Reading Dom Burch in The Drum last week it hit me that his article on L.L.Bean sounded pretty familiar.
When I applied for a job with Buffer one of the entry criteria was having read Dale Carnegie’s How to Win Friends and Influence People. I’m still re-reading the book. Not only is there so much in it I still have to learn, but there’s even more I want to put into practice. So where’s the link between Carnegie and L.L.Bean?
It’s all about the customer service.
It isn’t just the excellent guarantee that stands out– and which seems to a Brit much like John Lewis’ service and reputation. It’s also that L.L.Bean display an attitude towards customers that sets them apart. When they say “100% Satisfaction Guarantee” they mean it.
Dom gives a good description of L.L.Bean’s long history with customer service. I’d recommend heading over to the original article for a little food for thought.
And here are the three sections of Carnegie’s manual that feel inextricably linked to the L.L.Bean approach:
The only way to get the best of an argument is to avoid it.
As Dom writes, L.L.Bean’s code states ‘A customer is not someone to argue or match wits with. Nobody ever won an argument with a customer.’
Yes, you might win the argument. But what have you won? Your customer is unhappy for a reason and no amount of telling them they’re wrong will improve things. Listen to them. Try to find common ground. Promise to reflect on what they’ve told you – see this for what it is: an opportunity to learn.
If you are wrong, admit it quickly and emphatically.
There’s such an emphasis out there on confidence, on not looking weak, on not giving ground. When we actually do admit our own fallibility it’s so much easier to relate to others and gain trust. We’ve all made mistakes and admitting to them only helps make us more human. When it comes to customer service it’s not fair to say that the customer is king (because there are still some difficult people out there). But we should always look examine our own behaviour and apologise before letting ego get in the way. Customers will remember being put first and they’ll reward you for it.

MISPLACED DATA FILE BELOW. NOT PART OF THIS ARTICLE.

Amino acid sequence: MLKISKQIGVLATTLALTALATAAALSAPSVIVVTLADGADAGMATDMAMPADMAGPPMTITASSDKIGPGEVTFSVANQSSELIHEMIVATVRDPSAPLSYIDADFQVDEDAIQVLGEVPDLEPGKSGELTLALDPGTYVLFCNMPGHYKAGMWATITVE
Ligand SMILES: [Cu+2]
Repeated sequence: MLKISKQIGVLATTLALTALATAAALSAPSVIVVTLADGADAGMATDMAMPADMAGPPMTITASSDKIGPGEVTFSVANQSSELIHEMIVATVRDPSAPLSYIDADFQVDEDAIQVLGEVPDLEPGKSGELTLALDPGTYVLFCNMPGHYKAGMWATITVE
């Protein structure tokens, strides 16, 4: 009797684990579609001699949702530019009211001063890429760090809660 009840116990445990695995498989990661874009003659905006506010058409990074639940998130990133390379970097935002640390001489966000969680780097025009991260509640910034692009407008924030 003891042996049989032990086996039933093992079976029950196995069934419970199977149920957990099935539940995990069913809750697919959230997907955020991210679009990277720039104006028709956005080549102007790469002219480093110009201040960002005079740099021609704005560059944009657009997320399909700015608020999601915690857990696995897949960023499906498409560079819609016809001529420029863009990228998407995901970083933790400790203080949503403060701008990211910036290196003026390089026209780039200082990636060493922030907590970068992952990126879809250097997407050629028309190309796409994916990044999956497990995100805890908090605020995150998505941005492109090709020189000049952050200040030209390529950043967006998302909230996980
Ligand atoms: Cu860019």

Let the other person do a great deal of the talking.
How many of us truly practice listening skills with any regularity? Sure, the words go in, but are we paying any attention? And attention is what it’s about when it comes to customer service. If nothing else, your customers just want to know that you care; they want to be acknowledged. As the L.L.Bean code states ‘A customer is the most important person ever in this company – in person or by mail […] A customer is not dependent on us, we are dependent on him.’
You may find yourself getting fresh insights and ways to improve by listening to the content of the complaints. Are they telling you something you hadn’t thought of before? Are they alerting you to a slip in standards that could prove problematic if you don’t act?
What does this approach mean for your business? You might have to charge more for your product and spend more on training, but you’ll end up with a product you’re proud of and the customer is happy with. For a lot of people, there’s little alternative to buying the cheaper option, but as you do start to have more choice, going with the product that provides better service and quality is inevitable. As Dom says:
“I’ve had to rethink my entire approach to bring frugal. Maybe, just maybe I’ve been wasting money and falling for false economies all my life. It’s a sobering thought. And one I’m only now counting the cost of.”
I’ve been re-reading the book, looking out for a mention of L.L.Bean in ‘How to Win Friends and Influence People’ but haven’t spotted one so far. The parallels seem too great to be a coincidence – does anyone know of any overlap?